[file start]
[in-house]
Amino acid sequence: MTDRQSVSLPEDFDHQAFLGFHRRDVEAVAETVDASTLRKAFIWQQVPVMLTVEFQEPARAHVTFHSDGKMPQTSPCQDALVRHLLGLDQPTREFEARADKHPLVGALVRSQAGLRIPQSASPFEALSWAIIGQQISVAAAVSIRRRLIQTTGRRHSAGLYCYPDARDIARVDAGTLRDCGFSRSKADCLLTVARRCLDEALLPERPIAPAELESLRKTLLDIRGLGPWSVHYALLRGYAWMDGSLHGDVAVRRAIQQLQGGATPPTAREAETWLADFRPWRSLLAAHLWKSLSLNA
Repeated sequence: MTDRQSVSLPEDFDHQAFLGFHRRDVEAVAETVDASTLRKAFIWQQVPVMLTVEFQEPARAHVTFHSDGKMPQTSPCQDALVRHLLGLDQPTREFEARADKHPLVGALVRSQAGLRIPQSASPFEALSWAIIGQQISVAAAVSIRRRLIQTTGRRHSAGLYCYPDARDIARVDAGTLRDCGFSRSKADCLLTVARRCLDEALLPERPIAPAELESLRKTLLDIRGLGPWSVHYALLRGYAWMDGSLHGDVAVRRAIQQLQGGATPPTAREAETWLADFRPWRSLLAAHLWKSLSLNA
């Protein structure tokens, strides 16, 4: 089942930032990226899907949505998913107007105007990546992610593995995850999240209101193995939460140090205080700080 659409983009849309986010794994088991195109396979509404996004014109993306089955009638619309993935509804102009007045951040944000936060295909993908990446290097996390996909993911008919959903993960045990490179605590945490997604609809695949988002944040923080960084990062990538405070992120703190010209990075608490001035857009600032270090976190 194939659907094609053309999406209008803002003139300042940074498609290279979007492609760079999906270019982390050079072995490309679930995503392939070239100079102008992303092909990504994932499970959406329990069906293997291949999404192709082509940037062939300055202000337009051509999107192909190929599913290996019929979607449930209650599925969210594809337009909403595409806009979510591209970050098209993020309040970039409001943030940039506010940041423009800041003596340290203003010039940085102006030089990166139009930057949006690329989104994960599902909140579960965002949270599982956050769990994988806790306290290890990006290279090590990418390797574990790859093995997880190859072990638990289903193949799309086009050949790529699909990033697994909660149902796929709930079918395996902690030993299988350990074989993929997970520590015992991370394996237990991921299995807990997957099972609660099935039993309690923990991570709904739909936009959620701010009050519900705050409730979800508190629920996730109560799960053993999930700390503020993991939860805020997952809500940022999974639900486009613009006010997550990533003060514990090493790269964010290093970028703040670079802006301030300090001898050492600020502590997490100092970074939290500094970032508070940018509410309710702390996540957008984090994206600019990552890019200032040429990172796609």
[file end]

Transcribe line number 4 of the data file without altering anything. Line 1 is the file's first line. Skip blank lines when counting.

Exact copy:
């Protein structure tokens, strides 16, 4: 089942930032990226899907949505998913107007105007990546992610593995995850999240209101193995939460140090205080700080 659409983009849309986010794994088991195109396979509404996004014109993306089955009638619309993935509804102009007045951040944000936060295909993908990446290097996390996909993911008919959903993960045990490179605590945490997604609809695949988002944040923080960084990062990538405070992120703190010209990075608490001035857009600032270090976190 194939659907094609053309999406209008803002003139300042940074498609290279979007492609760079999906270019982390050079072995490309679930995503392939070239100079102008992303092909990504994932499970959406329990069906293997291949999404192709082509940037062939300055202000337009051509999107192909190929599913290996019929979607449930209650599925969210594809337009909403595409806009979510591209970050098209993020309040970039409001943030940039506010940041423009800041003596340290203003010039940085102006030089990166139009930057949006690329989104994960599902909140579960965002949270599982956050769990994988806790306290290890990006290279090590990418390797574990790859093995997880190859072990638990289903193949799309086009050949790529699909990033697994909660149902796929709930079918395996902690030993299988350990074989993929997970520590015992991370394996237990991921299995807990997957099972609660099935039993309690923990991570709904739909936009959620701010009050519900705050409730979800508190629920996730109560799960053993999930700390503020993991939860805020997952809500940022999974639900486009613009006010997550990533003060514990090493790269964010290093970028703040670079802006301030300090001898050492600020502590997490100092970074939290500094970032508070940018509410309710702390996540957008984090994206600019990552890019200032040429990172796609």